Legislative quest for political meddling might start with a look in a mirror

Published April 20, 2023

By Capitol Broadcasting Company

The notion that “political meddling threatens the SBI,” as a recent opinion headline warned, could be a valid concern.

But the worry should be more for those raising the alarm – who appear perpetuate the problem – and whether the true roots of the meddling will be addressed.

A legislative committee claims to be in the midst of an examination of questions over the SBI’s current leadership. It remains to be seen to what degree that examination is more partisan meddling by legislators than true concerns over agency operations.

First, some facts and history.

In 2014 the Republican led General Assembly, using a provision of the budget bill, moved the oversight of the State Bureau of Investigation from the Department of Justice led by the state attorney general -- where it had been for 75 years --into the state Department of Public Safety led by the governor. The SBI director became an appointment of the governor with confirmation required by the legislature.

In 2014 the state attorney general was Roy Cooper – a Democrat was elected governor in 2016 and re-elected in 2020. The governor in 2014 coincidentally, was a Republican like the legislative leaders - Pat McCrory.

In April 2016 McCrory (who’d served as mayor of Charlotte) appointed the current SBI director, Bob Schurmeier, who’d been deputy chief of investigations Charlotte-Mecklenburg Police Department in 2004 before founding a corporate security and investigative consulting business.

Using a budget bill – with little opportunity for independent actual examination, discussion and debate over transferring an agency from where it had been for three-quarters of a century – Republicans moved the SBI from a department led by a Democrat into an agency led by a Republican. A Republican appointed the SBI director and the Republican-led legislature confirmed the appointment of that SBI director.

Now, the current SBI director Schurmeier – appointed by a Republican governor and confirmed by a Republican-dominated legislature with a term that ends in six weeks– works in an agency now led by a Democratic governor.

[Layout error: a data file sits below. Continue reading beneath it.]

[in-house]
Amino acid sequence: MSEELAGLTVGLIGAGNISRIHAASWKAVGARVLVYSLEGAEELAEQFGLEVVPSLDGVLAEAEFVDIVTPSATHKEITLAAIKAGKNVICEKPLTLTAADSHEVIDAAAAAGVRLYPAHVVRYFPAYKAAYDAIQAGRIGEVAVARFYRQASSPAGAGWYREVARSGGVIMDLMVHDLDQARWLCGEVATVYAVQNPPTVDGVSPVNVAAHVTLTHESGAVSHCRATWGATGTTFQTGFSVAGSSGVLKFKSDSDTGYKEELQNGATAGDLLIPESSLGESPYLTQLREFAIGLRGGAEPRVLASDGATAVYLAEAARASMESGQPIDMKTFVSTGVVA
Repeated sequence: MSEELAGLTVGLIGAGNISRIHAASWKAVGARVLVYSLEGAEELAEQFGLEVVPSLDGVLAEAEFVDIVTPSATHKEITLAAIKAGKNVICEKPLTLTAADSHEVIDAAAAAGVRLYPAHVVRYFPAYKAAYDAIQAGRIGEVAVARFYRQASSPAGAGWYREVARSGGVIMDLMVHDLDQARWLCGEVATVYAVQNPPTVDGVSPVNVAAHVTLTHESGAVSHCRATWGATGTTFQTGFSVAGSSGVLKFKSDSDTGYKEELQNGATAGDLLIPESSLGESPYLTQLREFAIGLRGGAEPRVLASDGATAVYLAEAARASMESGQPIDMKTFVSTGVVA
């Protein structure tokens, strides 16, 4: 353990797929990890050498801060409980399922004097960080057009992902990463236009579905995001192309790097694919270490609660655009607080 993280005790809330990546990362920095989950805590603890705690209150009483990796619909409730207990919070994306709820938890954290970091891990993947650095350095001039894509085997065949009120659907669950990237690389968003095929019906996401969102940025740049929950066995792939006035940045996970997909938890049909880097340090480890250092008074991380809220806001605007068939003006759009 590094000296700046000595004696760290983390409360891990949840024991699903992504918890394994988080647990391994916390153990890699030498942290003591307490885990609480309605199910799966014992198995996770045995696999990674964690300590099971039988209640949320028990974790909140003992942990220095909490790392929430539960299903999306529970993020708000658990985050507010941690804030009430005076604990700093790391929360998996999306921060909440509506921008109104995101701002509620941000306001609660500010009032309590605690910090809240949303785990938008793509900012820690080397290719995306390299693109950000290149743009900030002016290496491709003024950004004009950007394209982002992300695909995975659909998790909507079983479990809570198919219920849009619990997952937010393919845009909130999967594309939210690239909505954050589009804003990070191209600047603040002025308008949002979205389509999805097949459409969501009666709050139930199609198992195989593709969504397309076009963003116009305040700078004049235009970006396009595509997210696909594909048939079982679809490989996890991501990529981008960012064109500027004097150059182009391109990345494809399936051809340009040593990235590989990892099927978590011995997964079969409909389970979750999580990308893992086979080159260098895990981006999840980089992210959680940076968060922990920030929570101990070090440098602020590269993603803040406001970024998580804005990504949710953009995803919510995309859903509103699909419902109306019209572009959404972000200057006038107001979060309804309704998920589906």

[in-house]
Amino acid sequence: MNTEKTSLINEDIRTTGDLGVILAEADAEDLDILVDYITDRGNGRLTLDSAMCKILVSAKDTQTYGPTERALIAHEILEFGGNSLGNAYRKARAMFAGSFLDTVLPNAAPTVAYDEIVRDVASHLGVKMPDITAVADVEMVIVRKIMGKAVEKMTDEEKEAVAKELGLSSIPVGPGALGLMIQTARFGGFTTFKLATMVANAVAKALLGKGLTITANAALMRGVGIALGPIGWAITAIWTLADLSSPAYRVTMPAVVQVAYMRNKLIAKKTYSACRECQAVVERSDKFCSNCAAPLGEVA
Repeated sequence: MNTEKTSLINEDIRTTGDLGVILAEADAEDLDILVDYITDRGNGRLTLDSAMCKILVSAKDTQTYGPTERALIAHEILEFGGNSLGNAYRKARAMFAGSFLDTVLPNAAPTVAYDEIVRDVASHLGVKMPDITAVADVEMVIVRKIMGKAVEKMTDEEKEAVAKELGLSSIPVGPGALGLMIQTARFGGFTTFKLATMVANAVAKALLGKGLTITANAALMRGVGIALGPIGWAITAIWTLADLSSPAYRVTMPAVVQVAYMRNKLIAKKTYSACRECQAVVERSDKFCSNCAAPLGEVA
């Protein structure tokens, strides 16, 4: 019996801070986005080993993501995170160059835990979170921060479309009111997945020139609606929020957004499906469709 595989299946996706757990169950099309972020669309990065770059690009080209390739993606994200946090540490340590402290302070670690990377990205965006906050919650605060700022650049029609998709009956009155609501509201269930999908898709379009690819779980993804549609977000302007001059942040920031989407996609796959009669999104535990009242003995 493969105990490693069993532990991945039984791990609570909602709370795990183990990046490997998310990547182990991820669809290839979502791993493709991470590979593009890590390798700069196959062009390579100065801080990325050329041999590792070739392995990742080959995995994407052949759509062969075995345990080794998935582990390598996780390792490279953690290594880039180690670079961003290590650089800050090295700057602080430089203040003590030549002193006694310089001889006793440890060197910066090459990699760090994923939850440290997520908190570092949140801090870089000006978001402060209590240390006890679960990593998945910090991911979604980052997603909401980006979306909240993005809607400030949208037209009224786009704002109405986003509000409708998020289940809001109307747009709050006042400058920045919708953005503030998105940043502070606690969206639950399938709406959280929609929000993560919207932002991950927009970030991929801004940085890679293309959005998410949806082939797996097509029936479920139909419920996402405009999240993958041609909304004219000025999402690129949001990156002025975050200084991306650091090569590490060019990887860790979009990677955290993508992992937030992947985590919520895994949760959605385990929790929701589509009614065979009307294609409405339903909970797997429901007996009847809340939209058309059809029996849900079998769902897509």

Schurmeier appeared before the Republican-dominated House Oversight and Reform Committee two weeks ago, during an unannounced meeting, complaining he’d been the victim of “clear intimidation” by Cooper’s administration and its appointees.

It is important to stress there was NO advance notice of the committee’s meeting. Committee Chairman Jake Johnson, R-Henderson, said he kept “a tight lid on” things because of what he said was the sensitive nature of the testimony. Schurmeier, speaking under oath, leveled serious accusations against the Cooper administration. No one from the administration or those who’d complained of alleged discrimination were given opportunities for rebuttal.

There was no airing of the very serious concerns that had been raised about racial discrimination and lack of advancement and training opportunities for minority SBI agents under Schurmeier leadership.

There wasn’t even an invitation for the Cooper administration to explain and defend its actions. Only after Cooper’s Chief of Staff Kristie Jones sent a pointed letter to the House committee’s leaders, was an April 18 meeting set to hear from Cooper.

Rather than the “clear intimidation,” as Schurmeier contends, Jones said “current and former agents and others have contacted us to share a variety of information that left us increasingly concerned about the direction of the SBI” as well as “a lack of racial diversity among sworn SBI agents, promotion decisions and practices, and access to training, among others.”

Given the legislative manipulation of the SBI since 2014, it is hard to take seriously any real concerns of oversight rather than just another effort to fix a partisan power grab that didn’t seem to have worked as intended a decade ago.

Rather than offering an Orwellian defense of their irresponsibility, House committee co-chairs Johnson and Harry Warren should make sure there is a full and fair opportunity discuss the problems at the SBI they say they’ve identified – from ALL sources.

Further, those who have complained of discrimination and lack of opportunity at the SBI should, of their own volition, come forward to detail their concerns and experiences.

What is most important is that ALL North Carolinians clearly see for themselves if there are problems at the SBI and what those problems REALLY are (in this case “intimidation” vs. racial discrimination).

This is needed so citizens are assured any actions taken by the legislature and/or the Cooper administration address real problems not simply act on partisan expediency.

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